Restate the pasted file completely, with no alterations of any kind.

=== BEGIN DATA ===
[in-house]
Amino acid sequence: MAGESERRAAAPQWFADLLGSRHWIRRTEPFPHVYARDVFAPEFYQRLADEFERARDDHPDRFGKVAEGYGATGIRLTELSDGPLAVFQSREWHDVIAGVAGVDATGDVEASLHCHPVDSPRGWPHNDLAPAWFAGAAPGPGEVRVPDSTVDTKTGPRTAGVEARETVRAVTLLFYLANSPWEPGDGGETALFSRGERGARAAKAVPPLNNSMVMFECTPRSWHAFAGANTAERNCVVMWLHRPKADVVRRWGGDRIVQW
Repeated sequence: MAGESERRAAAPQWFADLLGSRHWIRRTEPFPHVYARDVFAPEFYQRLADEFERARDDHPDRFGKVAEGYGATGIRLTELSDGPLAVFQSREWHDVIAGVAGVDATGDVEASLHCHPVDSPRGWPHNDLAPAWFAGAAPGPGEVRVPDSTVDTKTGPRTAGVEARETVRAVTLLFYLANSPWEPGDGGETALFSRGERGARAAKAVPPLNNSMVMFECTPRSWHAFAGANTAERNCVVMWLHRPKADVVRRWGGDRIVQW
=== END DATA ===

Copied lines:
[in-house]
Amino acid sequence: MAGESERRAAAPQWFADLLGSRHWIRRTEPFPHVYARDVFAPEFYQRLADEFERARDDHPDRFGKVAEGYGATGIRLTELSDGPLAVFQSREWHDVIAGVAGVDATGDVEASLHCHPVDSPRGWPHNDLAPAWFAGAAPGPGEVRVPDSTVDTKTGPRTAGVEARETVRAVTLLFYLANSPWEPGDGGETALFSRGERGARAAKAVPPLNNSMVMFECTPRSWHAFAGANTAERNCVVMWLHRPKADVVRRWGGDRIVQW
Repeated sequence: MAGESERRAAAPQWFADLLGSRHWIRRTEPFPHVYARDVFAPEFYQRLADEFERARDDHPDRFGKVAEGYGATGIRLTELSDGPLAVFQSREWHDVIAGVAGVDATGDVEASLHCHPVDSPRGWPHNDLAPAWFAGAAPGPGEVRVPDSTVDTKTGPRTAGVEARETVRAVTLLFYLANSPWEPGDGGETALFSRGERGARAAKAVPPLNNSMVMFECTPRSWHAFAGANTAERNCVVMWLHRPKADVVRRWGGDRIVQW